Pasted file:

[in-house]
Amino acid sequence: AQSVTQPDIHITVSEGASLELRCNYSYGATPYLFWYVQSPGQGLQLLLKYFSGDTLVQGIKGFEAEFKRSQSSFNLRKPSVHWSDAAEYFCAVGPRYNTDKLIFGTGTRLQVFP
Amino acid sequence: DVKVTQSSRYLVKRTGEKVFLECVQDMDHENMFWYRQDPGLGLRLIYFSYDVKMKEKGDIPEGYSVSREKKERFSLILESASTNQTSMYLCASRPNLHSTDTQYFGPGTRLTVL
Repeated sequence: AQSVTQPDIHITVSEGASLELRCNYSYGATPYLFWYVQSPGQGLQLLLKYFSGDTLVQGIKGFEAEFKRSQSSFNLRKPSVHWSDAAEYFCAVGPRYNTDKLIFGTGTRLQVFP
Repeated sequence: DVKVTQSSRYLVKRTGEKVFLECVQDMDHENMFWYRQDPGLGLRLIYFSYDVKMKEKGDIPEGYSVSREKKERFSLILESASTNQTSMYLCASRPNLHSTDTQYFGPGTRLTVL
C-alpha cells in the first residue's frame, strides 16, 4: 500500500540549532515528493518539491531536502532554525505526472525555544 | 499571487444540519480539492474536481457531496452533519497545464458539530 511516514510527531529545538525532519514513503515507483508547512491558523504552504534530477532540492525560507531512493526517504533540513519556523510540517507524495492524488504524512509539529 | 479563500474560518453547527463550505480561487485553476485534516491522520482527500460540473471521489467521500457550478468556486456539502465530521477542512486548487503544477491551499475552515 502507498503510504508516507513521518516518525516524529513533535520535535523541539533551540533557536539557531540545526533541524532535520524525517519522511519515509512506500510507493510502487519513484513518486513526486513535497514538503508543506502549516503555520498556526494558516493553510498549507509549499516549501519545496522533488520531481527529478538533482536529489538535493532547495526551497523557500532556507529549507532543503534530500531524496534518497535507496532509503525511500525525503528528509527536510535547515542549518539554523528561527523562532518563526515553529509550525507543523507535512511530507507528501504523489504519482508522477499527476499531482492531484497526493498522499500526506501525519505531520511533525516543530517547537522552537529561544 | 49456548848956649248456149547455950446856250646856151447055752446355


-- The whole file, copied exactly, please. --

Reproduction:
[in-house]
Amino acid sequence: AQSVTQPDIHITVSEGASLELRCNYSYGATPYLFWYVQSPGQGLQLLLKYFSGDTLVQGIKGFEAEFKRSQSSFNLRKPSVHWSDAAEYFCAVGPRYNTDKLIFGTGTRLQVFP
Amino acid sequence: DVKVTQSSRYLVKRTGEKVFLECVQDMDHENMFWYRQDPGLGLRLIYFSYDVKMKEKGDIPEGYSVSREKKERFSLILESASTNQTSMYLCASRPNLHSTDTQYFGPGTRLTVL
Repeated sequence: AQSVTQPDIHITVSEGASLELRCNYSYGATPYLFWYVQSPGQGLQLLLKYFSGDTLVQGIKGFEAEFKRSQSSFNLRKPSVHWSDAAEYFCAVGPRYNTDKLIFGTGTRLQVFP
Repeated sequence: DVKVTQSSRYLVKRTGEKVFLECVQDMDHENMFWYRQDPGLGLRLIYFSYDVKMKEKGDIPEGYSVSREKKERFSLILESASTNQTSMYLCASRPNLHSTDTQYFGPGTRLTVL
C-alpha cells in the first residue's frame, strides 16, 4: 500500500540549532515528493518539491531536502532554525505526472525555544 | 499571487444540519480539492474536481457531496452533519497545464458539530 511516514510527531529545538525532519514513503515507483508547512491558523504552504534530477532540492525560507531512493526517504533540513519556523510540517507524495492524488504524512509539529 | 479563500474560518453547527463550505480561487485553476485534516491522520482527500460540473471521489467521500457550478468556486456539502465530521477542512486548487503544477491551499475552515 502507498503510504508516507513521518516518525516524529513533535520535535523541539533551540533557536539557531540545526533541524532535520524525517519522511519515509512506500510507493510502487519513484513518486513526486513535497514538503508543506502549516503555520498556526494558516493553510498549507509549499516549501519545496522533488520531481527529478538533482536529489538535493532547495526551497523557500532556507529549507532543503534530500531524496534518497535507496532509503525511500525525503528528509527536510535547515542549518539554523528561527523562532518563526515553529509550525507543523507535512511530507507528501504523489504519482508522477499527476499531482492531484497526493498522499500526506501525519505531520511533525516543530517547537522552537529561544 | 49456548848956649248456149547455950446856250646856151447055752446355